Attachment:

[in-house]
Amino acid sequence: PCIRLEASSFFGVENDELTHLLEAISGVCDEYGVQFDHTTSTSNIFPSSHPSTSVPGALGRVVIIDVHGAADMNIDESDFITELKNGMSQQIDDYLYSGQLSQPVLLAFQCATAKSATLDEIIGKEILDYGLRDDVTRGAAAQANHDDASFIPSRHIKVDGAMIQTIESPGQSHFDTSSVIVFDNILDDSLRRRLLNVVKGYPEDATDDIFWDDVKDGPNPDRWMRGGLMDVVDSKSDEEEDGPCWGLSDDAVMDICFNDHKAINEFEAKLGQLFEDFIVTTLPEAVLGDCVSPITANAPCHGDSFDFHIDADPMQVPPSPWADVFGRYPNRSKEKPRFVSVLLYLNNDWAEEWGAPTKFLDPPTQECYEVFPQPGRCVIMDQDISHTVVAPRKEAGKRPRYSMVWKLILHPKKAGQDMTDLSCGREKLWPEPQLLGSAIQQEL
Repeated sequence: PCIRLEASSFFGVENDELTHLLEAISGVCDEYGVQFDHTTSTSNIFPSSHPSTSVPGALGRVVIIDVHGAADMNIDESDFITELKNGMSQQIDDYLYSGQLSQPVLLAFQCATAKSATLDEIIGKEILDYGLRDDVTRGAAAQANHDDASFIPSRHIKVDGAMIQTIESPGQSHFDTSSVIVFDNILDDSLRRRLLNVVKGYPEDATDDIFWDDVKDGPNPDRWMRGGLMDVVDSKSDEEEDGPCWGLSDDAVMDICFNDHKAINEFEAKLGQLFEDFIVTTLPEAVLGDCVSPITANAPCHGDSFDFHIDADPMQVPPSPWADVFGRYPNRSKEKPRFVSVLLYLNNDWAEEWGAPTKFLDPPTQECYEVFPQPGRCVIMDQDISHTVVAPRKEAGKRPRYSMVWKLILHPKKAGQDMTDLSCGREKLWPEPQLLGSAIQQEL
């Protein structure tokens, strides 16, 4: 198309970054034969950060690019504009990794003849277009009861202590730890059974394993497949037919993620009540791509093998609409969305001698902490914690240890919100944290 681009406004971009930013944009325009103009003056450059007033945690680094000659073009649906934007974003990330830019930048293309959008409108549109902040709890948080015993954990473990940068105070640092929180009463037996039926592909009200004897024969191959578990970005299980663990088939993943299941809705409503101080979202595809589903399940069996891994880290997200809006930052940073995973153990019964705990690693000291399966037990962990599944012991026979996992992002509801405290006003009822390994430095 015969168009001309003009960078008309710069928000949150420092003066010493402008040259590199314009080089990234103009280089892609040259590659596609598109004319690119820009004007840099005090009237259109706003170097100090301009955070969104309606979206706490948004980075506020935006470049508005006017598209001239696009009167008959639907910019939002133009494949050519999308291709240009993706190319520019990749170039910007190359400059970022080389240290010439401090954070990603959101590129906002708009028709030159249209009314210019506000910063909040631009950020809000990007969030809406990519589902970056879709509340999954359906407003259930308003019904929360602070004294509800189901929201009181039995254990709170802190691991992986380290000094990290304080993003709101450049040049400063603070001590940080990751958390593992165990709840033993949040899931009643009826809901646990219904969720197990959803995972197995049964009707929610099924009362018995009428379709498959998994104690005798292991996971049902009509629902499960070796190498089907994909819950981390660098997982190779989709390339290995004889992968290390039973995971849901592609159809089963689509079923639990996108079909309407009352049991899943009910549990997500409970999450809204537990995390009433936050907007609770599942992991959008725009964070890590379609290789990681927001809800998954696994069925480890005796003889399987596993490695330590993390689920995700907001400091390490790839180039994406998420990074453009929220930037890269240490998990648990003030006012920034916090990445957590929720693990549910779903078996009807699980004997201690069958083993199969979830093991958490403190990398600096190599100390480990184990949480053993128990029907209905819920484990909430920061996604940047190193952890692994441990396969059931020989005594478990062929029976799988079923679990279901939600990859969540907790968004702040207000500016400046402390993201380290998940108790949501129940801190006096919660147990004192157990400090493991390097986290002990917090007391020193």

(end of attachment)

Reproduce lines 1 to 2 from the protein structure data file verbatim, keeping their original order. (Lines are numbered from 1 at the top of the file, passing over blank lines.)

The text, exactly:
[in-house]
Amino acid sequence: PCIRLEASSFFGVENDELTHLLEAISGVCDEYGVQFDHTTSTSNIFPSSHPSTSVPGALGRVVIIDVHGAADMNIDESDFITELKNGMSQQIDDYLYSGQLSQPVLLAFQCATAKSATLDEIIGKEILDYGLRDDVTRGAAAQANHDDASFIPSRHIKVDGAMIQTIESPGQSHFDTSSVIVFDNILDDSLRRRLLNVVKGYPEDATDDIFWDDVKDGPNPDRWMRGGLMDVVDSKSDEEEDGPCWGLSDDAVMDICFNDHKAINEFEAKLGQLFEDFIVTTLPEAVLGDCVSPITANAPCHGDSFDFHIDADPMQVPPSPWADVFGRYPNRSKEKPRFVSVLLYLNNDWAEEWGAPTKFLDPPTQECYEVFPQPGRCVIMDQDISHTVVAPRKEAGKRPRYSMVWKLILHPKKAGQDMTDLSCGREKLWPEPQLLGSAIQQEL